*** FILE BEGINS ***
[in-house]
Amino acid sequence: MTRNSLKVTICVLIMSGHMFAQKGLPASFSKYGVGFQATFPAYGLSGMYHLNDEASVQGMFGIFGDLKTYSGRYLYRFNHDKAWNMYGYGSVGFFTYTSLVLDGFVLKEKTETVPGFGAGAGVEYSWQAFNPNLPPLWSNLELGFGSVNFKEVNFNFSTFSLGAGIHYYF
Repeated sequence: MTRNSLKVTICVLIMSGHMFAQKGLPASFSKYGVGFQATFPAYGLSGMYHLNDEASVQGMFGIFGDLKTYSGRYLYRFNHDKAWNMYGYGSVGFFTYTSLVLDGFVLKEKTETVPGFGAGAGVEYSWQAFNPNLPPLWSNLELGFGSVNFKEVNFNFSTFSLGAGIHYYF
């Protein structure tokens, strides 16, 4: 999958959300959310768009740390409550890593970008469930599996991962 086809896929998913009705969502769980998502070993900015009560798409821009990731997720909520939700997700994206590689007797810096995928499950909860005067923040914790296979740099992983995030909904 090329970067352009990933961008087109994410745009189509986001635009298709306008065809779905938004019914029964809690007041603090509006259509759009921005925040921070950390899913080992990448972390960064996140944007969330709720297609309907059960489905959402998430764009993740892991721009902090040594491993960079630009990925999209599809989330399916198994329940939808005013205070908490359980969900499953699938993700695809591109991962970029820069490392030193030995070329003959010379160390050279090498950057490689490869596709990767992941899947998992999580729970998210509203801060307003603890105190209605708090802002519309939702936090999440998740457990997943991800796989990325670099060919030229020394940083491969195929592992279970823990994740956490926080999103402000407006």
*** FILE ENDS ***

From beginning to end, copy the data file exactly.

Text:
[in-house]
Amino acid sequence: MTRNSLKVTICVLIMSGHMFAQKGLPASFSKYGVGFQATFPAYGLSGMYHLNDEASVQGMFGIFGDLKTYSGRYLYRFNHDKAWNMYGYGSVGFFTYTSLVLDGFVLKEKTETVPGFGAGAGVEYSWQAFNPNLPPLWSNLELGFGSVNFKEVNFNFSTFSLGAGIHYYF
Repeated sequence: MTRNSLKVTICVLIMSGHMFAQKGLPASFSKYGVGFQATFPAYGLSGMYHLNDEASVQGMFGIFGDLKTYSGRYLYRFNHDKAWNMYGYGSVGFFTYTSLVLDGFVLKEKTETVPGFGAGAGVEYSWQAFNPNLPPLWSNLELGFGSVNFKEVNFNFSTFSLGAGIHYYF
């Protein structure tokens, strides 16, 4: 999958959300959310768009740390409550890593970008469930599996991962 086809896929998913009705969502769980998502070993900015009560798409821009990731997720909520939700997700994206590689007797810096995928499950909860005067923040914790296979740099992983995030909904 090329970067352009990933961008087109994410745009189509986001635009298709306008065809779905938004019914029964809690007041603090509006259509759009921005925040921070950390899913080992990448972390960064996140944007969330709720297609309907059960489905959402998430764009993740892991721009902090040594491993960079630009990925999209599809989330399916198994329940939808005013205070908490359980969900499953699938993700695809591109991962970029820069490392030193030995070329003959010379160390050279090498950057490689490869596709990767992941899947998992999580729970998210509203801060307003603890105190209605708090802002519309939702936090999440998740457990997943991800796989990325670099060919030229020394940083491969195929592992279970823990994740956490926080999103402000407006």